When is a scooter not a scooter? With the lines being increasingly blurred between scooter and “normal” motorbike, that can be a difficult question to answer. Yamaha would claim that the answer lies with its T-MAX; a machine they describe as, “The dynamic maxi-commuter that’s part scooter and part sportsbike.” And they’d be right. Although it’s not so much a case of a scooter not being a scooter, but more a case of this is what scooters have become.
The Yamaha T-MAX (also known as the XP500/SE) is top-dog in the scooter range at Yamaha. Their scooters start at the 50cc Jog then range through three 125cc models, up to the 400cc Majesty, and then to the 500cc T-MAX. That capacity puts it at the big end of local scooter engines, with only Suzuki’s Burgman 650 offering a bigger power-plant. (Honda used to sell a 600cc version of the Silverwing but dropped it from the range, their top model now being the 400cc version). 
Yamaha use the word “sophistication” in their blurb about the T-MAX, and there’s a fair bit of that in evidence when you take a close look at it. The quality in construction and finish is obvious, and it looks and feels a classy machine.
It comes in a choice of black or white-and-black. The predominantly white machine I rode looks very stylish and classy and, yes, sophisticated. The way the lights swoop back gives it a very stylish look and also gives an impression of speed. I reckon the whole front-end looks like it’s being blown back by the wind!
Underneath all that pretty bodywork is a very un-scooter-like aluminium frame. Take a look at the picture on the left – it looks more like the innards of a sports-bike! Wheels are 15” which give it the handling and stability of that “sports-bike” they say is hiding in the scooter clothing.
The mechanicals are pretty sophisticated too. The engine is a liquid-cooled twin-cylinder 4-stroke, with 4 valves per cylinder, running a compression ratio of 11.0:1. Transmission is handled by the usual scooter-style automatic CVT type affair, driven by the again usual type V-belt.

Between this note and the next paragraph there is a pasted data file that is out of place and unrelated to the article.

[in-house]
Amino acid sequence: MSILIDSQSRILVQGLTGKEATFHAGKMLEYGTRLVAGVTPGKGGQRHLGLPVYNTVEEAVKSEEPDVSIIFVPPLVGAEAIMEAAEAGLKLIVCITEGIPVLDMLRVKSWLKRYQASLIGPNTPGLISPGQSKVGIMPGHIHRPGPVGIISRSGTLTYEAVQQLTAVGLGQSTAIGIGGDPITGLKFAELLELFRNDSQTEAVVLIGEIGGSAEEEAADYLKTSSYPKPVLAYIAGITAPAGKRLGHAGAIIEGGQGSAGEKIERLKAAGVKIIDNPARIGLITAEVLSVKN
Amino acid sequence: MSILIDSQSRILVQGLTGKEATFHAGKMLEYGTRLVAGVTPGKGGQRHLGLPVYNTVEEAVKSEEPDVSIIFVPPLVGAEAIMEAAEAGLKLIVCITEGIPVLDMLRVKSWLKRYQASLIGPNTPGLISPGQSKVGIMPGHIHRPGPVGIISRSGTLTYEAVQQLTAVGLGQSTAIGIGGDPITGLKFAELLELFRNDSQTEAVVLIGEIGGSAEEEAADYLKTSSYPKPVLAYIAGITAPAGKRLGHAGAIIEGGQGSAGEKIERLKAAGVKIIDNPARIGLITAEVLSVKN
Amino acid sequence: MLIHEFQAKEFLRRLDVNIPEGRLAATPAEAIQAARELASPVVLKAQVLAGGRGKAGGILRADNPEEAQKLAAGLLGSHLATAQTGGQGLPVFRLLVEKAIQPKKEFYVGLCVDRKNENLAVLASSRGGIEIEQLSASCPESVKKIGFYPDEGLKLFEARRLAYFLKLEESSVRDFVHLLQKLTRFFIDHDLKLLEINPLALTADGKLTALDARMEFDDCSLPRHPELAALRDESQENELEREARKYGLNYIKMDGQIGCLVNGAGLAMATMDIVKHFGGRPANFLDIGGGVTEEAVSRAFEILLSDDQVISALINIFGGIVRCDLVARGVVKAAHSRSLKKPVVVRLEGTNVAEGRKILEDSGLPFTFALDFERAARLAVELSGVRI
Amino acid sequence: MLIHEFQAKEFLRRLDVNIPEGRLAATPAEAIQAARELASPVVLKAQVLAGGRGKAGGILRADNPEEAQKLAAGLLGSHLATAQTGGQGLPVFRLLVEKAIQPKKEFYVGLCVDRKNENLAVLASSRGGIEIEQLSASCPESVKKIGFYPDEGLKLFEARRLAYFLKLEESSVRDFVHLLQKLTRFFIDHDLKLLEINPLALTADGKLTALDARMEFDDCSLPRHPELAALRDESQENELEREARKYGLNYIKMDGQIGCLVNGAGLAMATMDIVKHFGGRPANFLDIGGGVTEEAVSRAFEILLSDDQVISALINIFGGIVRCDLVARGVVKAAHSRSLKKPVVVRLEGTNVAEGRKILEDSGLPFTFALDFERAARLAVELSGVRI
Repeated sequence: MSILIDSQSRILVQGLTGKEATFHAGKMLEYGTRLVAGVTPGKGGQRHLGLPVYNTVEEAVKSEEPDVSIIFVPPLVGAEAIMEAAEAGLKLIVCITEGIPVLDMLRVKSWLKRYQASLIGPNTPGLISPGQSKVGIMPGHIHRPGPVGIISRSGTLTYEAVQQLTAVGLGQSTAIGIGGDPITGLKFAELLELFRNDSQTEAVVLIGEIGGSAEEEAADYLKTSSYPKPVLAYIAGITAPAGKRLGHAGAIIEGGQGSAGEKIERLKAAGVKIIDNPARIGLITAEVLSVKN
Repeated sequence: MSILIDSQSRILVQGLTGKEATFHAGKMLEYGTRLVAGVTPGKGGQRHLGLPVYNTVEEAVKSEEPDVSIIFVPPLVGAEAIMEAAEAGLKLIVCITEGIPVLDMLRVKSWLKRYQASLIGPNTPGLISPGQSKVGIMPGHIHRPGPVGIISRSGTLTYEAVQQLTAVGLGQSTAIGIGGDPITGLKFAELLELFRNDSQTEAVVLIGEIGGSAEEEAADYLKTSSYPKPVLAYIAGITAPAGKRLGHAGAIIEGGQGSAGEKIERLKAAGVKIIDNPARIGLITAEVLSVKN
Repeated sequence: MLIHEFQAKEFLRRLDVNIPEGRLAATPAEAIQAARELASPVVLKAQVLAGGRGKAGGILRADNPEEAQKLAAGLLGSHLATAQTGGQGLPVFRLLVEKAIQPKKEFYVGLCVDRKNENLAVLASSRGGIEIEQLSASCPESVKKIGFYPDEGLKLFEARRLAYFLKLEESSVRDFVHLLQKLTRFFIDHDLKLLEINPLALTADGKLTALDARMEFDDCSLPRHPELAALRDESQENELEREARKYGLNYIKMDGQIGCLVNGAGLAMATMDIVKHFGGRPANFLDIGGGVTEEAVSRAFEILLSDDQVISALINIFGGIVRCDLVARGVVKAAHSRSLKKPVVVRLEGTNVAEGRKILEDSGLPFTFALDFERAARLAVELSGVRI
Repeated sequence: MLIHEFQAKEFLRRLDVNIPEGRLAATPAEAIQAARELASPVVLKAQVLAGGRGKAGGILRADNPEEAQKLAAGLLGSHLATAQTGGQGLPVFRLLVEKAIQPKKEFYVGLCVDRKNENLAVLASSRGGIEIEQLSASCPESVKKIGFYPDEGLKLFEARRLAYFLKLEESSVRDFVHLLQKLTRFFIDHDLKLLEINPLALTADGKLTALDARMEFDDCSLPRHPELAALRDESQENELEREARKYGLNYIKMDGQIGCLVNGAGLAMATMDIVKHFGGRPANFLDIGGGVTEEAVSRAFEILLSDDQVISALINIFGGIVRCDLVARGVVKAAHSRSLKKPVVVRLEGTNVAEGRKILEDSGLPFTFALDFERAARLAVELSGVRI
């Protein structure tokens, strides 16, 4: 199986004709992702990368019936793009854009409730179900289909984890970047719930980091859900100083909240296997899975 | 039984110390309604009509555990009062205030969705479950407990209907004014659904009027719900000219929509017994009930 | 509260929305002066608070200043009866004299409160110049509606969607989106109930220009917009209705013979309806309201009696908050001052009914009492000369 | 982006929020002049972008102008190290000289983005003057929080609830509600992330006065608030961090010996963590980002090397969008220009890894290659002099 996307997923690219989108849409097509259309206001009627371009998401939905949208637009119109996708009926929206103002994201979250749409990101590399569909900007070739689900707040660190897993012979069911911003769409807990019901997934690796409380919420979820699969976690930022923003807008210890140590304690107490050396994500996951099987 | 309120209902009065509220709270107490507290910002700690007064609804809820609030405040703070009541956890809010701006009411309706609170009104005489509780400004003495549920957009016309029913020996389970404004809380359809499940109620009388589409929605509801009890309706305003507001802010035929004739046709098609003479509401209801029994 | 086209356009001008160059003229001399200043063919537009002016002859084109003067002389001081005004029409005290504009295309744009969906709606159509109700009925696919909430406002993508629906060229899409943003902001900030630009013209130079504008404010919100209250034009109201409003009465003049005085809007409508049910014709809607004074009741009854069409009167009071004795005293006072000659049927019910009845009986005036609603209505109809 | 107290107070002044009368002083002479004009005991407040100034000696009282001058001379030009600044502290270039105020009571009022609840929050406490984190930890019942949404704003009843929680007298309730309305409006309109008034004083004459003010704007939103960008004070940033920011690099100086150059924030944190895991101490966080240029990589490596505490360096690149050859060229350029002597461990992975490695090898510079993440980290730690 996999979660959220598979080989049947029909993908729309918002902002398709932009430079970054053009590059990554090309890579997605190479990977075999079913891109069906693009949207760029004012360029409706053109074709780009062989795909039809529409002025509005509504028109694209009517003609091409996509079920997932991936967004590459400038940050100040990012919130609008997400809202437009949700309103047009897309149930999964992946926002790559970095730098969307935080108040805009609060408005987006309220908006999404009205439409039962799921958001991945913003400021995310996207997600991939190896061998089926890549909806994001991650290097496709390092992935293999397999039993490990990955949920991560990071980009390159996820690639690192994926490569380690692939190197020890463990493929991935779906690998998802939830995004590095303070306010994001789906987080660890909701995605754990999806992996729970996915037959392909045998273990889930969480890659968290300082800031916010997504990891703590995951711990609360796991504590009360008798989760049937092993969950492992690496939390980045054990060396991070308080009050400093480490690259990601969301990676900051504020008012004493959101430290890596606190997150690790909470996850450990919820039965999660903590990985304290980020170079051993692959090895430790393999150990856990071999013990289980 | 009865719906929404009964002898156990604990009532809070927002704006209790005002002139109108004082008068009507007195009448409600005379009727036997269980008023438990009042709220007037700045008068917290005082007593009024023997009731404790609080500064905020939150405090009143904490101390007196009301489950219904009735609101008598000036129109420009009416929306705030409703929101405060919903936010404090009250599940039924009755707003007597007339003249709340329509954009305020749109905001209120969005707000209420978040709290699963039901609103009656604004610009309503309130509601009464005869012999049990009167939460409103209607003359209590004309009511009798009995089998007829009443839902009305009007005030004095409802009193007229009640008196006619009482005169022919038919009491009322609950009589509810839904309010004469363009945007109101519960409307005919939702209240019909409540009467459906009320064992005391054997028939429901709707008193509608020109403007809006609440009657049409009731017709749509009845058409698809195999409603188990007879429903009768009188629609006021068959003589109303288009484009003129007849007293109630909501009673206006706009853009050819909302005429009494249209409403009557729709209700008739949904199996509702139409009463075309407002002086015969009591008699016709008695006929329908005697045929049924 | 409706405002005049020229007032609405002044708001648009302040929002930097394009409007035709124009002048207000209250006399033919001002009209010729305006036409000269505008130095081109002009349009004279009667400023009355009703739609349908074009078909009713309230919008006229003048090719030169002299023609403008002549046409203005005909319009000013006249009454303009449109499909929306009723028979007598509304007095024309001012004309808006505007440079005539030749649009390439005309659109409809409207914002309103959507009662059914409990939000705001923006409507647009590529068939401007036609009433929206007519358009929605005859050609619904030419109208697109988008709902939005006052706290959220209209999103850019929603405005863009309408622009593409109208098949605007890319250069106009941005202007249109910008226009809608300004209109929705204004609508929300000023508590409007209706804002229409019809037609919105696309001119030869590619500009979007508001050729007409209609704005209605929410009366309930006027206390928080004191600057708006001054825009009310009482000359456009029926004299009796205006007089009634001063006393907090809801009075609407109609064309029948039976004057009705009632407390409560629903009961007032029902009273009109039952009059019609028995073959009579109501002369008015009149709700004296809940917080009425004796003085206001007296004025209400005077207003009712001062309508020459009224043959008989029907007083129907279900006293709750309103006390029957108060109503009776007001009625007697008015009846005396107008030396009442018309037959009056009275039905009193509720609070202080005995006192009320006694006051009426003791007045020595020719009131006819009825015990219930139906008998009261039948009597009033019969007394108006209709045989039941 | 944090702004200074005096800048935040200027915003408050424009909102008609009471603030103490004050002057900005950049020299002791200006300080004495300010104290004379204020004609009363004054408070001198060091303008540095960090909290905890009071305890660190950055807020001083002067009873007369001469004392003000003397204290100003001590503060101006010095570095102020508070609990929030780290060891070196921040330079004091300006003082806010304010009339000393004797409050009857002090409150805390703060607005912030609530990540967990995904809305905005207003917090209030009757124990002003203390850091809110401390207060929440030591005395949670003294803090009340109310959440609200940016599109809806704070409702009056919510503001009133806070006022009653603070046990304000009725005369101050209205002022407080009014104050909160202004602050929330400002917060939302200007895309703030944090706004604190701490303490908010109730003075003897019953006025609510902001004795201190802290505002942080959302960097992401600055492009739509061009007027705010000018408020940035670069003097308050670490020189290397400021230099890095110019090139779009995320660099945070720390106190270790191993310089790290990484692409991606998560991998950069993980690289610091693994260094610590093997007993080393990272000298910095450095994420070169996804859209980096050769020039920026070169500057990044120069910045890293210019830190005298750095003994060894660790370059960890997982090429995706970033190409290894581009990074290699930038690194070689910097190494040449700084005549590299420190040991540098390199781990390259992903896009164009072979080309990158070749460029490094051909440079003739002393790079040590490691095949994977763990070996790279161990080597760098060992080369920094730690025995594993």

The transmission is very positive and works really well. Yep, this is scootering to the max!

Scooters are generally pretty comfortable things to sit on and this one is no exception. There’s even some slight lower-back support from the stepped seat. (Perhaps that’s to stop you from sliding backwards on acceleration? Err, maybe not!).
The screen is big and wide, promising to keep nasty things like wind and rain off as you scoot along. There’s plenty of room on the floor, even for big feet like mine. Or you can stretch out and put your feet on the sloping foot-rest sections, like a cruiser with highway-pegs. (Except with this there’s a fairing to stop the wind blowing up your trousers!).
The seat hinges up to reveal the usual spacious luggage compartment below.

I got the chance to ride this at a big Yamaha test-day. It was the same day – and so the same route – that I rode the XJ6 and Tenere 660. It included some around-town, some suburban back-roads with choppy sections and sweeping corners, and then some open highway; so a good test to see how the big scoot performs in the real world.
Start it up and … hang on, how do you start it? Nothing happened when I pressed the starter button. There’s no clutch to pull in, so what do you do? Yes, of course, you pull on the left brake-lever, that makes sense! It also makes the desired noise when you try the starter again. Mind you, the noise it makes is very quiet. It sounds more like a sewing-machine than a 500cc donk that Yamaha claim will deliver “A surprising measure of performance.”
Yamaha say the engine has been designed for strong low-mid-range torque, and this is evident from the moment you twist the throttle. There’s almost none of the typical auto lag; it just gets up and goes. So you won’t have to worry about taking off into flowing traffic, or being rammed up the back by that sporty thing that expected you to be quicker away from the lights.